AR Lower-Receiver Build: Grip and Fire Control Selector Installation

posted on October 16, 2015
The necessary parts and tools are listed below:

Safety (called the fire-control selector in AR jargon)
Fire Control Selector Detent Fire Control Selector Spring. (this is similar to the pivot/takedown detent springs, except there are two of them and only one fire-control selector spring—look them over carefully and you can see the difference)
Pistol Grip
Pistol Grip Lock Washer
Pistol Grip Screw

Screwdriver or Allen wrench to match the grip screw

Insert the safety from the left side of the receiver. (When I attempted this, the selector was impinging on the top-rearward portion of the trigger, so I had to drift out my trigger pin and use my finger to press down on the trigger to create enough clearance to install the selector. Once in place, I used a slave pin to align everything until the trigger pin slid back in place.) Check to see that the selector turns freely and that it locks the trigger so the hammer will not release when in the "safe" position.

With the safety selector in place, turn the receiver upside down and place the detent in a hole located on the left-rear portion of the receiver.
Next, turn the receiver upside down. Insert the detent into the small hole at rear of the trigger guard on the left side of the upside down receiver. Insert the spring in the hole in the pistol grip and install the grip, aligning the spring with the detent and the hole in the receiver. Make sure the selector is in the off/"fire" position. Carefully push the grip in place while compressing the spring. Secure the grip in place with the screw and washer. Most are slotted for a screwdriver, but some require an Allen wrench, which I find easier and highly recommend. You may want to put a drop of #242 blue Loctite on the screw.

A small channel in the top of the grip is where the safety selector spring goes. Take care to make sure the spring is in line with the detent prior to tightening the grip screw.
Function Check
Turn the selector to make sure it rotates to the "safe" and "fire" positions and that it locks into those positions. Note that the hammer must be cocked for the safety to move to the on position. Check again to ensure the safety is preventing the trigger from releasing the hammer, by putting the safety on and pulling the trigger forcefully, multiple times. Push off the safety and verify that the hammer stays cocked. Verify the trigger will release the hammer when the lever is in the fire position.

Unparsimonious Potential Upgrade # 1
I am not a fan of the traditional AR safety selector due to its narrow paddle, which makes actuation difficult under the best of circumstances. As an alternative I opted to substitute the Blackhawk Offset Safety Selector. Besides being a southpaw shooter, the component can be found on most of my ARs and it’s my go-to choice for ARs because, despite its size, it has a lot going for it. The part contains a built-in 45-degree offset, which translates to a shorter travel and lessens the range of motion required for actuation and keeps your hand wrapped around the pistol grip where it suppose to be. Furthermore, the paddles feature a larger profile to offer easier access and purchase. My southpaw affliction aside, I prefer the component because it fosters enhanced ergonomics that allow the shooter to actuate the safety with either hand—without compromising your firing grip.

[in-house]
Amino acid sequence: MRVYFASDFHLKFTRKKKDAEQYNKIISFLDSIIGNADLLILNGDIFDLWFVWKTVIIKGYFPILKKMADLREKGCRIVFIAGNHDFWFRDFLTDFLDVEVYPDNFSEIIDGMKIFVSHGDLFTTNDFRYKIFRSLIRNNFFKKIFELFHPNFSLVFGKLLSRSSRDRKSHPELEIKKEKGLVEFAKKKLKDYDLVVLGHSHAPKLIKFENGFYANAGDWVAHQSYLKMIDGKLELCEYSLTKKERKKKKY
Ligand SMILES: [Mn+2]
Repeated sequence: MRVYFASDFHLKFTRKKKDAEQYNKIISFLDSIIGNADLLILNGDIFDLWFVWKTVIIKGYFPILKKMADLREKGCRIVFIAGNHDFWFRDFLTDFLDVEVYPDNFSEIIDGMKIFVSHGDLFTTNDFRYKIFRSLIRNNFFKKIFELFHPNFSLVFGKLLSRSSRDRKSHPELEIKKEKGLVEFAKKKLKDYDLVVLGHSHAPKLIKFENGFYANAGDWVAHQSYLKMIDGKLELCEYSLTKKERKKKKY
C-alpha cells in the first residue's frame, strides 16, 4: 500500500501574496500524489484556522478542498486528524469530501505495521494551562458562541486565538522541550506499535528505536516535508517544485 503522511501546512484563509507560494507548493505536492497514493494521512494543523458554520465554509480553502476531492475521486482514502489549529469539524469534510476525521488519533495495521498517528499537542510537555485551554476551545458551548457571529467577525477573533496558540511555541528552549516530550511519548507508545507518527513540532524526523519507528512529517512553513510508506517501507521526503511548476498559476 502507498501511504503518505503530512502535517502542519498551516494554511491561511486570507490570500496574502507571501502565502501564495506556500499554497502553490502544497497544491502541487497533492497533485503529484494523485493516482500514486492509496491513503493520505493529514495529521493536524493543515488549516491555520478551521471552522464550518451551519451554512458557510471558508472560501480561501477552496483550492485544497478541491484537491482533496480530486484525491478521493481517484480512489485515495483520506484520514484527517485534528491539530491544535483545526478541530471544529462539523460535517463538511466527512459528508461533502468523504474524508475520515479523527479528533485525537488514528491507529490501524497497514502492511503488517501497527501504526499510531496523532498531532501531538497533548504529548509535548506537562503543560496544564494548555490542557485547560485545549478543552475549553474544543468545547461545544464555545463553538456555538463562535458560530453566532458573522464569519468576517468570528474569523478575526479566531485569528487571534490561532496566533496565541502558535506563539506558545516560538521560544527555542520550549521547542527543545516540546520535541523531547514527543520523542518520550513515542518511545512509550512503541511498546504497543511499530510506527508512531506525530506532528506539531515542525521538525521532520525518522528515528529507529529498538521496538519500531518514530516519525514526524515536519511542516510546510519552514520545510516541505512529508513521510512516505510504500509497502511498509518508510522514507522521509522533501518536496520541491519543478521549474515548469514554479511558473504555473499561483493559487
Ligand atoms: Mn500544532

Unparsimonious Potential Upgrade # 2
Regarding the pistol, like Towsley, I don’t care for the traditional plastic M2-style grip either, and almost followed suit selecting Hogue Rubber grip he selected—but I decided against it. The rubber texture would undoubtedly lend itself to my gloved hands during hunting season by offering ample purchase, but the added bulk in the gloved fingers may not align quickly with the finger grooves, so I decided choose a TangoDown Battlegrip. In addition to offering a built-in palmswell to fill the hand, the sides contain an aggressive, non-slip surface without the need for finger grooves. Finally, like the aforementioned Blackhawk safety selector, the Battlegrip is another one of my go-to parts. There’s something to be said for familiarity and pre-established muscle memory.

The next entry will cover installing the magazine release.


Colt Anaconda revolver
Colt Anaconda revolver

Review: Colt Anaconda Revolver

We cannot lie: Colt’s latest revolver oozes class—and power. The new Anaconda is impressive and tough.

I Carry: Taurus G3 TORO Pistol in a Kinetic Concealment Holster

In today's episode of "I Carry," we have a Taurus G3 TORO optics-ready pistol equipped with a Bushnell RXS-100 red-dot sight and carried in a Kinetic Concealment outside-the-waistband holster.

Solving Issues with Brass Casings

Recently, while shooting a Norinco SKS, I experienced a failure to go into battery. Upon removing the cartridge, I found the round to be “shrouded” by another brass casing.

Handgun Grip Vs. Hold: What's the Difference?

Grip and hold on the firearm are often viewed by handgun shooters as one and the same. However, seasoned defensive and competitive shooters break down handgun shooting stability into two distinctly but equally essential subcomponents: grip versus hold.

First Look: FN America FN 303 Tactical Less Lethal Launcher

New from FN America is the FN 303 Tactical Less Lethal Launcher with a modular chassis system that allows operators and armorers to quickly customize the buttstock, grip or sighting system.

First Look: Diamondback Sidekick Rimfire Revolver

Diamondback Firearms is introducing the Diamondback Sidekick, a 9-shot, single- and double-action rimfire revolver that has an interchangeable swing-out cylinder.


Get the best of Shooting Illustrated delivered to your inbox.